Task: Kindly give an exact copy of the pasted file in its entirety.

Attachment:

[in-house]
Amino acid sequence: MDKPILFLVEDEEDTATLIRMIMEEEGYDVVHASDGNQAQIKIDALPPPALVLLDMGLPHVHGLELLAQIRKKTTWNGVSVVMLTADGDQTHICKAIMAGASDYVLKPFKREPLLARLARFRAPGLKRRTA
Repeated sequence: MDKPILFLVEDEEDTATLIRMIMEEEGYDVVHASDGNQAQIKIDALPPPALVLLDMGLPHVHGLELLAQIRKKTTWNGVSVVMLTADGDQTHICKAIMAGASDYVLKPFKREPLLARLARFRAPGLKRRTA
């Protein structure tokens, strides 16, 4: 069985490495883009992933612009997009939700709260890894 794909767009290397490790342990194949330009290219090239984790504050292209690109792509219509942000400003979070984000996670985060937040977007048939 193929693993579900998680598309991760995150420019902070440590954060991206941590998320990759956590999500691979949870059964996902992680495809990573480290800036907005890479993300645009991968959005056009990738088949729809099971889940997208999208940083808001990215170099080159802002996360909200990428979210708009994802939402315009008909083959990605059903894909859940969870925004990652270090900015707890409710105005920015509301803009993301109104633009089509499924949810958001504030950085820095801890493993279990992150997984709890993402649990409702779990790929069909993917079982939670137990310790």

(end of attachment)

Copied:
[in-house]
Amino acid sequence: MDKPILFLVEDEEDTATLIRMIMEEEGYDVVHASDGNQAQIKIDALPPPALVLLDMGLPHVHGLELLAQIRKKTTWNGVSVVMLTADGDQTHICKAIMAGASDYVLKPFKREPLLARLARFRAPGLKRRTA
Repeated sequence: MDKPILFLVEDEEDTATLIRMIMEEEGYDVVHASDGNQAQIKIDALPPPALVLLDMGLPHVHGLELLAQIRKKTTWNGVSVVMLTADGDQTHICKAIMAGASDYVLKPFKREPLLARLARFRAPGLKRRTA
């Protein structure tokens, strides 16, 4: 069985490495883009992933612009997009939700709260890894 794909767009290397490790342990194949330009290219090239984790504050292209690109792509219509942000400003979070984000996670985060937040977007048939 193929693993579900998680598309991760995150420019902070440590954060991206941590998320990759956590999500691979949870059964996902992680495809990573480290800036907005890479993300645009991968959005056009990738088949729809099971889940997208999208940083808001990215170099080159802002996360909200990428979210708009994802939402315009008909083959990605059903894909859940969870925004990652270090900015707890409710105005920015509301803009993301109104633009089509499924949810958001504030950085820095801890493993279990992150997984709890993402649990409702779990790929069909993917079982939670137990310790």